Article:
What do Clare Kines and Prince Philip have in common?
“There aren’t very many people who get mail with their wife’s picture on it,” says the Arctic Bay photographer, who has had two of his photos picked by Canada Post in the last year to become stamps.
The first is a portrait of his wife, Leah Ejangiaq Kines. “She’d gotten a new parka and I just did a quick session in our living room,” says Clare.
This photo was chosen to mark Nunavut’s 1999 creation, as part of the Canada 150 collection, which consists of stamps commemorating ten significant events in the country’s history over the last 50 years. When Canada Post sought photos for its latest, From Far and Wide, it again called out to Clare.
“It’s doubly cool for me, especially the Canada 150 one, because it’s Leah and it’s Nunavut, my home,” says Clare. “But my family’s got a long history at the post office.” His grandfather returned from the First World War and became the postmaster in Roblin, Manitoba. It’s a position Clare’s father and brother would later occupy. “Three more years and we’ll have 100 years at the post office,” says Clare.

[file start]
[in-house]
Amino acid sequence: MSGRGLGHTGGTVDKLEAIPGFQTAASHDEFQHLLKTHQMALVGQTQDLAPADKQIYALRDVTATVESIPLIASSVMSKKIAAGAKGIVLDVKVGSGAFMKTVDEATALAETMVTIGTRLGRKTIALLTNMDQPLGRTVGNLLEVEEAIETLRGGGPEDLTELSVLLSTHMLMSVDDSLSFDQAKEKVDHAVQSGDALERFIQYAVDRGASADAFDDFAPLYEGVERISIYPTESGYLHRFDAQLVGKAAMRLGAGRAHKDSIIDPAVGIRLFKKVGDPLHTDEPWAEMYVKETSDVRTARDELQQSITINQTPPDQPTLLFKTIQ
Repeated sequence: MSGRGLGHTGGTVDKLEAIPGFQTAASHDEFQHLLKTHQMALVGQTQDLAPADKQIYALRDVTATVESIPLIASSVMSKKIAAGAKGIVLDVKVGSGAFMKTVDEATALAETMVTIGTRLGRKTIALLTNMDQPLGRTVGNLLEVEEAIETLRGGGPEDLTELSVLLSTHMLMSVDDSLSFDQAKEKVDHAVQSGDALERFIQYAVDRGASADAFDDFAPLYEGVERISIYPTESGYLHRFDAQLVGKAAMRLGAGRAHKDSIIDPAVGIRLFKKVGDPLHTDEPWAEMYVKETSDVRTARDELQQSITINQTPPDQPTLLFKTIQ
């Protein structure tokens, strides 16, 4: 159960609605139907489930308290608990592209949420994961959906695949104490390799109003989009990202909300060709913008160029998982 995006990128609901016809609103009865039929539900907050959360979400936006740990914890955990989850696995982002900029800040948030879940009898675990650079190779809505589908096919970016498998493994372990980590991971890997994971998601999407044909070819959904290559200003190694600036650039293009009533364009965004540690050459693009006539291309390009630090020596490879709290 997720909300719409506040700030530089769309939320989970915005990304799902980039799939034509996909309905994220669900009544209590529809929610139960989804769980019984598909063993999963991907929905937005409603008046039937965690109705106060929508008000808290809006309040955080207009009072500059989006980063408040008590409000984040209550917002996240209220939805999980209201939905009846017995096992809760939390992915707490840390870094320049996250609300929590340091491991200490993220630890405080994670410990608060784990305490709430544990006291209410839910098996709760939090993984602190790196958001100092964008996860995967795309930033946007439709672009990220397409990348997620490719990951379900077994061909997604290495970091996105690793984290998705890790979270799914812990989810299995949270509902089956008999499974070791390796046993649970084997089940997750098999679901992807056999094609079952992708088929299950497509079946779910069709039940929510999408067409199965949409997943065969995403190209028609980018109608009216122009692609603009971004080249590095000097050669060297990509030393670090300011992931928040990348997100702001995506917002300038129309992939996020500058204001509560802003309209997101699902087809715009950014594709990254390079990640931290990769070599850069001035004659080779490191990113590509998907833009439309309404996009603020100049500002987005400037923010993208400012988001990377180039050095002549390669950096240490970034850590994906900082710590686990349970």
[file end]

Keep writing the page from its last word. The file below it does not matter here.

The selections have come with some celebrity, including a ceremony at the Nunavut legislature. The stamps were also temporarily displayed on two aircraft. (That’s nothing new, though: a photograph of an Arctic hare that Clare took used to grace an ATR tail fin.) Clare has also been asked to autograph his stamps and stamp booklets once or twice. He’s hesitant. “It’ll just devalue them,” he tells the seekers.
But the neatest and most surreal experience of all occurred around Christmas.
Packages began arriving with Leah’s face on them.